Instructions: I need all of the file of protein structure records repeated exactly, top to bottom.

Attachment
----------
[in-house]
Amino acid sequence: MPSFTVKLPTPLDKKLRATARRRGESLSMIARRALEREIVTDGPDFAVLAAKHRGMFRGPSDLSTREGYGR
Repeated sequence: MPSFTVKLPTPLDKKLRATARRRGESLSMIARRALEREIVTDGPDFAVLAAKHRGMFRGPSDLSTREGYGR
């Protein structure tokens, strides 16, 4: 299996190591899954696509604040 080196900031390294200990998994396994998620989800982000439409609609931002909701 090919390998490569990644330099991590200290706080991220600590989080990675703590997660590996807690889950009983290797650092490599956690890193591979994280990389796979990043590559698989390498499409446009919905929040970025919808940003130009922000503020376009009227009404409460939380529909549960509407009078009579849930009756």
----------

[in-house]
Amino acid sequence: MPSFTVKLPTPLDKKLRATARRRGESLSMIARRALEREIVTDGPDFAVLAAKHRGMFRGPSDLSTREGYGR
Repeated sequence: MPSFTVKLPTPLDKKLRATARRRGESLSMIARRALEREIVTDGPDFAVLAAKHRGMFRGPSDLSTREGYGR
């Protein structure tokens, strides 16, 4: 299996190591899954696509604040 080196900031390294200990998994396994998620989800982000439409609609931002909701 090919390998490569990644330099991590200290706080991220600590989080990675703590997660590996807690889950009983290797650092490599956690890193591979994280990389796979990043590559698989390498499409446009919905929040970025919808940003130009922000503020376009009227009404409460939380529909549960509407009078009579849930009756």